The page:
Louisiana Legislature Thinks Asking Teens About Their Sexual History Will Make Them Have Sex

What Women Really Think
May 22 2014 1:03 PM

Louisiana Legislature Thinks Asking Teens About Their Sexual History Will Make Them Have Sex

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Louisiana lawmakers don't want the government asking teenagers anonymous questions about their sexual behavior.

Photo by Mario Tama/Getty Images

Can asking teenagers if they've ever had sex in a public health survey cause kids to want to have sex? It's a question recently considered, in all seriousness, in the Louisiana state Legislature. RH Reality Check reports that the Legislature struck down a new bill allowing government officials to ask teenagers questions about sexual behavior in the context of seeking out information on "risk behavior associated with chronic health conditions," i.e. asking kids if they've had sex on anonymous public health surveys in order to gather data about teen pregnancy and STI transmission.

Amanda Marcotte Amanda Marcotte

Amanda Marcotte is a Brooklyn-based writer and DoubleX contributor. She also writes regularly for the Daily Beast, AlterNet, and USA Today. Follow her on Twitter.

Right now, Louisiana has a law stating, "students shall not be tested, quizzed, or surveyed about their personal or family beliefs or practices in sex, morality, or religion." A lot of legislators are hesitant to loosen up the law to allow the Centers for Disease Control and Prevention to conduct the Youth Risk Behavior Surveillance System survey in the state, because it asks anonymous questions like, "Have you ever had sexual intercourse?" or "Have you ever had sexual intercourse without a condom?" The legislators are not, as you might assume, worried about protecting student privacy. No, they're worried that taking an anonymous public health survey about sexual behavior might turn kids on to the idea of having sex. 

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No, really, that's the concern. The New Orleans Times-Picayune reports:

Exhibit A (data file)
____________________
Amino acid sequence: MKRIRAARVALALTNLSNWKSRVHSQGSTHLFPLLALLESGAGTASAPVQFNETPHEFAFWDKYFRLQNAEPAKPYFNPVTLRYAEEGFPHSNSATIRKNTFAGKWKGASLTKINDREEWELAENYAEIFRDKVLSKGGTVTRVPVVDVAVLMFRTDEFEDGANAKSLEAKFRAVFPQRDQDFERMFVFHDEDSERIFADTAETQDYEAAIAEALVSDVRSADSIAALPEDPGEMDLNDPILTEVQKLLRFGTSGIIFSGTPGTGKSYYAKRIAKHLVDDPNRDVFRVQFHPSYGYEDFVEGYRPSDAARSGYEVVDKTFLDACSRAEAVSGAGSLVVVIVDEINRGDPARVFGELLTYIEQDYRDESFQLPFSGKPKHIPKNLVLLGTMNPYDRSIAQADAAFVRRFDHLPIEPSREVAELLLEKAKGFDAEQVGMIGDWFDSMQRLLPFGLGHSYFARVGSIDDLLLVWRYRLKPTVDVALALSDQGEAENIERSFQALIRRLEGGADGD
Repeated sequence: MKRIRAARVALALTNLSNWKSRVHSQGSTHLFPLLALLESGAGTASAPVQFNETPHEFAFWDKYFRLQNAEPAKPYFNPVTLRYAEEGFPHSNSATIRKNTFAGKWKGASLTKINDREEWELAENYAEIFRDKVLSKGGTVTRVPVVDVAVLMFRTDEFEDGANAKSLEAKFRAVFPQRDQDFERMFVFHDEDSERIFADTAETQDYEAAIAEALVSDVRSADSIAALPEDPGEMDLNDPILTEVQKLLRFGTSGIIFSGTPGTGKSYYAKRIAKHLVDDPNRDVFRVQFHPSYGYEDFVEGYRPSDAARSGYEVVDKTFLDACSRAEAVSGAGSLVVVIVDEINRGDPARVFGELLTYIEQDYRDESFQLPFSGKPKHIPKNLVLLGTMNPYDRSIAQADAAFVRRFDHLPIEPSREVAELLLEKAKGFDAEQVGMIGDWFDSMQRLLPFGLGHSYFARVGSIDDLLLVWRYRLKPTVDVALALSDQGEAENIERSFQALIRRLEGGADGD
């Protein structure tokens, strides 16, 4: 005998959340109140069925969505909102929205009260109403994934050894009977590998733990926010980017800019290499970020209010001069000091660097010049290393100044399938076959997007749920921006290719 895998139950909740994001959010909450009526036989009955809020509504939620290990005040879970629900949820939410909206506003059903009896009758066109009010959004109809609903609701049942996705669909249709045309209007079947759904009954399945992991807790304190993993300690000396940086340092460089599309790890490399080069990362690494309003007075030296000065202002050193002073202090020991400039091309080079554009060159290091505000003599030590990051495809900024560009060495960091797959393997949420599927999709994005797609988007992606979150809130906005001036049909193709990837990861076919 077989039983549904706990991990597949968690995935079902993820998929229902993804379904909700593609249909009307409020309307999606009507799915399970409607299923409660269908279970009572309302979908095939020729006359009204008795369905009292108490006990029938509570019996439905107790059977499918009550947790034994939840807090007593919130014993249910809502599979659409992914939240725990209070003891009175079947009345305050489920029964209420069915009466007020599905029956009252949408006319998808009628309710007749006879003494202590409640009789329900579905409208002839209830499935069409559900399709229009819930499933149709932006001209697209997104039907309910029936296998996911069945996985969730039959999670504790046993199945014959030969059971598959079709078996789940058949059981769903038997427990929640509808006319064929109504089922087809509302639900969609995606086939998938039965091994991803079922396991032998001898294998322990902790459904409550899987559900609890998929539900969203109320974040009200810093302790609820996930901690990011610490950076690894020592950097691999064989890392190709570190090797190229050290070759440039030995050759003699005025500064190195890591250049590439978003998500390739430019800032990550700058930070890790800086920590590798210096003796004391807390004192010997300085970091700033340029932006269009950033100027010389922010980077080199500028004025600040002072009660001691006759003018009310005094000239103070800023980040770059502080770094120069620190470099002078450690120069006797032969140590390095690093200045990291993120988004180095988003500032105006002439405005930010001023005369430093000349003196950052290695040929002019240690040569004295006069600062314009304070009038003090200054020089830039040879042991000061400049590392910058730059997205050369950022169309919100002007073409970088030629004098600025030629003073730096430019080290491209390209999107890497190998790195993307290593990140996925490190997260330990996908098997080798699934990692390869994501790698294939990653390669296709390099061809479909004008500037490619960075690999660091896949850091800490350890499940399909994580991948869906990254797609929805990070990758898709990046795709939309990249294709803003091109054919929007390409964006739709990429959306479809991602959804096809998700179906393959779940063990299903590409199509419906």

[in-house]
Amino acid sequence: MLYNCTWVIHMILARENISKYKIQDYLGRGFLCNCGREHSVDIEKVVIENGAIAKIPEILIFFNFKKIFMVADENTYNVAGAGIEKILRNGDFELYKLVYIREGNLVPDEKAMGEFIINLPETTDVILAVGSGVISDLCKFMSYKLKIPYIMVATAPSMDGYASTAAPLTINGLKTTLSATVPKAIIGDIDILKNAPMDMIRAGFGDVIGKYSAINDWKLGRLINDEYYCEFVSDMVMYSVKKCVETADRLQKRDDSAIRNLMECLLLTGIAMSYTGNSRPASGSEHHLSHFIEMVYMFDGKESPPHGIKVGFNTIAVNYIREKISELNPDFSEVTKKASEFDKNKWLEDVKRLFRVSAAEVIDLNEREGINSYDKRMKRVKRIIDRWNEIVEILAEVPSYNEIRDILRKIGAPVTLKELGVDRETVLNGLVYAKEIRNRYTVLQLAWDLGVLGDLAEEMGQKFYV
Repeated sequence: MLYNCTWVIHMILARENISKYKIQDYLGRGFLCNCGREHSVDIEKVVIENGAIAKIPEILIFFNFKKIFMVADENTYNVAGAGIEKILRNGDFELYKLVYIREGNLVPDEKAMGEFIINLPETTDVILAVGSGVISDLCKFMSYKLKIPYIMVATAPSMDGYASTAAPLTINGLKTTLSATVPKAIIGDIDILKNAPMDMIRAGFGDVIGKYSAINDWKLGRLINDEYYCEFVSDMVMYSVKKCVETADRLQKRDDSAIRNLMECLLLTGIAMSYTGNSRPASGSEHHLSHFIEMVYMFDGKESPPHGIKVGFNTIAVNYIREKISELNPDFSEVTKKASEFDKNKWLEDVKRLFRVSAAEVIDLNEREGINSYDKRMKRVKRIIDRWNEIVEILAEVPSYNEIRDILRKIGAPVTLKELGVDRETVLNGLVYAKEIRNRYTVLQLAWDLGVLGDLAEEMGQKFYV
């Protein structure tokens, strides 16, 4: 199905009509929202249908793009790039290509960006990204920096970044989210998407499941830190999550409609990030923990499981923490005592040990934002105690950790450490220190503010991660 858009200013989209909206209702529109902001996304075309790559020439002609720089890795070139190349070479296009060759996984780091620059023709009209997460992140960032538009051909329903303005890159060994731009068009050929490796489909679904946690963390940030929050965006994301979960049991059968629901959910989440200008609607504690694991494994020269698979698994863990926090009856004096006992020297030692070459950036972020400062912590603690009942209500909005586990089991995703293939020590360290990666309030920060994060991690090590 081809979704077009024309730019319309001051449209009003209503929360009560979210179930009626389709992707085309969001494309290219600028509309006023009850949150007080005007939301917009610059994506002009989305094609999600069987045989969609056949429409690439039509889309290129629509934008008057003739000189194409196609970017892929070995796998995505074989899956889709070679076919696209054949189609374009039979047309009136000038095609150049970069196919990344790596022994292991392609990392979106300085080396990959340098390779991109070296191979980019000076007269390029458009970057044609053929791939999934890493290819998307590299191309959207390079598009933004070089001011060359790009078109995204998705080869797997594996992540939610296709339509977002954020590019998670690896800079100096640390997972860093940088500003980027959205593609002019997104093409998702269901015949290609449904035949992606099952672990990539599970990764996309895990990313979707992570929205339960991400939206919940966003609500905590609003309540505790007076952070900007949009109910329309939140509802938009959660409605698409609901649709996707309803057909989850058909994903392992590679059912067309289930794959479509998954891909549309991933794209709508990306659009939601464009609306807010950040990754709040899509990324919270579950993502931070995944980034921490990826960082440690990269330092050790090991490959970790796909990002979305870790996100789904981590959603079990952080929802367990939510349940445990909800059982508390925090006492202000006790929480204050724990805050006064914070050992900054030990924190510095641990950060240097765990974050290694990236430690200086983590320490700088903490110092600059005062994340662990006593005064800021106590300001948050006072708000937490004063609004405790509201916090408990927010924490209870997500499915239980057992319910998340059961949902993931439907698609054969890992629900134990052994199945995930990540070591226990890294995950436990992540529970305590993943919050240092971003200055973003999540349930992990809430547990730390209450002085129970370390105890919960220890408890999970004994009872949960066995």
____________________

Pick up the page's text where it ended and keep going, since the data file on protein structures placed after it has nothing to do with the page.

Those opposed to the bill worried that the survey would expose children unnecessarily to sex. "Won't we desensitize children when asking them about sexual activity?" said Rep. Lenar Whitney, R-Houma.

Honestly, I would think "desensitizing" teenagers, so that they don't get sexually aroused at reading the word "intercourse" would probably be a good step in the direction of preventing them from acting like lust demons who can't exert basic self-control. But that is assuming, of course, that there's a teenager alive who is so sheltered that merely hearing that sex exists will kick-start dormant sexual desires.

One funny thing: The state allows the YRBS System to survey kids on drug and alcohol use, smoking, and even diet. No one seems worried that asking kids if they "drank a can, bottle, or glass of soda or pop one or more times per day" is going to turn them into Diet Coke addicts. What about sex, specifically, causes the majority of the Louisiana Legislature to think that merely mentioning its existence will make kids want to go out and do it? 

We already know that Louisiana has some of the worst sexual health outcomes for teenagers in the country, as RH Reality Check notes:

In fact, Louisiana’s teen pregnancy rate of 80 pregnancies per 1,000 young women ages 15 to 19 is higher than the national rate of 68 pregnancies per 1,000. The birth rate for teens is higher as well, with 45 births per 1,000 young women ages 15 to 19, compared to 31 births nationwide. The state also has an alarmingly high rate of HIV infection among young people, with 22.1 HIV cases diagnosed per 100,000 young people ages 13 to 19, compared to a national rate of just seven cases.

The YRBS System survey would probably just cough up even more statistics that continue to embarrass the state and suggest that its conservative policies regarding sex education and sexual health care are failing. Wait, did I just type sex education and sexual health care? OK, I get it, you gotta go.

Amanda Marcotte is a Brooklyn-based writer and DoubleX contributor. She also writes regularly for the Daily Beast, AlterNet, and USA Today. Follow her on Twitter.

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